Third, the UK government has largely ignored and failed to act on growing evidence of a stark deterioration in the standard of living for the country’s poorest residents, including skyrocketing food bank use, and multiple reports from school officials that many more children are arriving at school hungry and unable to concentrate.
In one group meeting with seven young mothers claiming benefits, four said they were afraid that if they admitted going hungry and openly asked for food aid they could be considered unable to support their children and might lose custody.
The government has recently taken some steps to cushion the blow of some of its hardest-hitting policies. It has removed the two-child limit on welfare payments for children born before April 2017, although it remains in place for families with third children born since then. It has belatedly agreed to begin measuring food insecurity nationwide. And it is providing limited funding for breakfasts and school meals outside the school year in some deprived areas.
But it has yet to fully acknowledge its own responsibility, and the direct impact of many of its policies, for the hunger crisis or to take adequate steps to address it. In particular, the UK government has done little to address the significant structural problems with welfare policy that leave families unable to put food on the table, Human Rights Watch found.
The UK government’s failure to adequately address the growing hunger problem affecting the poorest parts of the population is a result of concrete policy choices to scale back the welfare state, Human Rights Watch said.
The UK government has a duty under international human rights law to ensure the right to adequate food. That means making sure people can afford food, and providing food via assistance programs or a safety net if people are unable to properly feed themselves.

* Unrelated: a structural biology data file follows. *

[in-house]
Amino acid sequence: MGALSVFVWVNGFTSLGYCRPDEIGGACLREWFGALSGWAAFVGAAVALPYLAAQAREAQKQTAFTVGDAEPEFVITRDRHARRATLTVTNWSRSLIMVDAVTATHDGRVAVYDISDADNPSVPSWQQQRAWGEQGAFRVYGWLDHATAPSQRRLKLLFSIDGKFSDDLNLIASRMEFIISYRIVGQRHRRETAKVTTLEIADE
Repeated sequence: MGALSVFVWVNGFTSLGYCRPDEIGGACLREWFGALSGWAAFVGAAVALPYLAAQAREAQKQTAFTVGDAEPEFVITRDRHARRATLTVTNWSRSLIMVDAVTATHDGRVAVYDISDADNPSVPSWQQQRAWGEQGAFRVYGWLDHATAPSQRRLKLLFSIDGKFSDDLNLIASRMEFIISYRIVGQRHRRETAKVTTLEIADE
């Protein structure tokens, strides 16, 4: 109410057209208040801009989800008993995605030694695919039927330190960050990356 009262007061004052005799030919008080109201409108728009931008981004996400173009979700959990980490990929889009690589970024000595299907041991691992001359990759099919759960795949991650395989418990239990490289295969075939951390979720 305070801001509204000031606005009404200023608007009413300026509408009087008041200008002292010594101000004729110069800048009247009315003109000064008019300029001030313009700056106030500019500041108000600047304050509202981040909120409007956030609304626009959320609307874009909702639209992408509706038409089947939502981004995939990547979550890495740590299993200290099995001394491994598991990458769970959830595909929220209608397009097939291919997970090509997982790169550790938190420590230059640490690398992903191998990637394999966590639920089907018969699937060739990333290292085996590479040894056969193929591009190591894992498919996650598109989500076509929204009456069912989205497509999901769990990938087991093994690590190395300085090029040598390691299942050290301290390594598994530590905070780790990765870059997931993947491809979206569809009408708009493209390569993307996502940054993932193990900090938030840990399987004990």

By failing to do this, the government is violating the rights of people in the UK who are going hungry.
Successive UK governments though have failed to treat the right to food as an equivalent to other human rights, in particular giving people whose right to food has been violated an effective remedy against the government. The UK government should recognize the right to food in domestic law, Human Rights Watch said.
It should fully repeal the two-child limit, end delays in accessing payments under Universal Credit, and ensure that benefit payments keep pace with inflation, including the rising cost of food. The UK government should also develop an anti-hunger strategy, including a legal requirement to measure food insecurity and to report the results to parliament.
Raj further commented:
“Standing aside and relying on charities to pick up the pieces of its cruel and harmful policies is unacceptable. The UK government needs to take urgent and concerted action to ensure that its poorest residents aren’t forced to go hungry.”